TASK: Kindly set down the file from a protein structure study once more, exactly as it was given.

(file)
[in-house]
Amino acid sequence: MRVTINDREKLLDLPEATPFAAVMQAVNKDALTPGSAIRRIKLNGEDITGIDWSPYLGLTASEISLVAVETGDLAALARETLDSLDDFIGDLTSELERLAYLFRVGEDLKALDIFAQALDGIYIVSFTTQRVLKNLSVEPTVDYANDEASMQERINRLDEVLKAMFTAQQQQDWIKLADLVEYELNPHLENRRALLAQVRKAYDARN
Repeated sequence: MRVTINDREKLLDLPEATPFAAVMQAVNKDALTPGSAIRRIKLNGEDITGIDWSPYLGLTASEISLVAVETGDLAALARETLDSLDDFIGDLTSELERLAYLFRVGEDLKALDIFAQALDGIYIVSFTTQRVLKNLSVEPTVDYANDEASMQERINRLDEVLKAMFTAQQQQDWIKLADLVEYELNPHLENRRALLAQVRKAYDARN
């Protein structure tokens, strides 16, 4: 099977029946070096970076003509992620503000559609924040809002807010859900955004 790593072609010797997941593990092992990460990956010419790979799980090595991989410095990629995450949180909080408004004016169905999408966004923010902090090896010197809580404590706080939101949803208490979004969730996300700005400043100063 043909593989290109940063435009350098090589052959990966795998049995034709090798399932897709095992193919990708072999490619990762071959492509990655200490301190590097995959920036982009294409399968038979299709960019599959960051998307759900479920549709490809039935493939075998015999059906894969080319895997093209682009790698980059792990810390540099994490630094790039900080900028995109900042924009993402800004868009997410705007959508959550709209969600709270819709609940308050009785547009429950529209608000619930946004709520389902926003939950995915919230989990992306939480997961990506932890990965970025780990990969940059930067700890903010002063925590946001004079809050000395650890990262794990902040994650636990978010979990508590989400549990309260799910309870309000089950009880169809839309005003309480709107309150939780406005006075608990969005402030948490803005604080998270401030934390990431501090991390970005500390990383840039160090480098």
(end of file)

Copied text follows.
[in-house]
Amino acid sequence: MRVTINDREKLLDLPEATPFAAVMQAVNKDALTPGSAIRRIKLNGEDITGIDWSPYLGLTASEISLVAVETGDLAALARETLDSLDDFIGDLTSELERLAYLFRVGEDLKALDIFAQALDGIYIVSFTTQRVLKNLSVEPTVDYANDEASMQERINRLDEVLKAMFTAQQQQDWIKLADLVEYELNPHLENRRALLAQVRKAYDARN
Repeated sequence: MRVTINDREKLLDLPEATPFAAVMQAVNKDALTPGSAIRRIKLNGEDITGIDWSPYLGLTASEISLVAVETGDLAALARETLDSLDDFIGDLTSELERLAYLFRVGEDLKALDIFAQALDGIYIVSFTTQRVLKNLSVEPTVDYANDEASMQERINRLDEVLKAMFTAQQQQDWIKLADLVEYELNPHLENRRALLAQVRKAYDARN
């Protein structure tokens, strides 16, 4: 099977029946070096970076003509992620503000559609924040809002807010859900955004 790593072609010797997941593990092992990460990956010419790979799980090595991989410095990629995450949180909080408004004016169905999408966004923010902090090896010197809580404590706080939101949803208490979004969730996300700005400043100063 043909593989290109940063435009350098090589052959990966795998049995034709090798399932897709095992193919990708072999490619990762071959492509990655200490301190590097995959920036982009294409399968038979299709960019599959960051998307759900479920549709490809039935493939075998015999059906894969080319895997093209682009790698980059792990810390540099994490630094790039900080900028995109900042924009993402800004868009997410705007959508959550709209969600709270819709609940308050009785547009429950529209608000619930946004709520389902926003939950995915919230989990992306939480997961990506932890990965970025780990990969940059930067700890903010002063925590946001004079809050000395650890990262794990902040994650636990978010979990508590989400549990309260799910309870309000089950009880169809839309005003309480709107309150939780406005006075608990969005402030948490803005604080998270401030934390990431501090991390970005500390990383840039160090480098």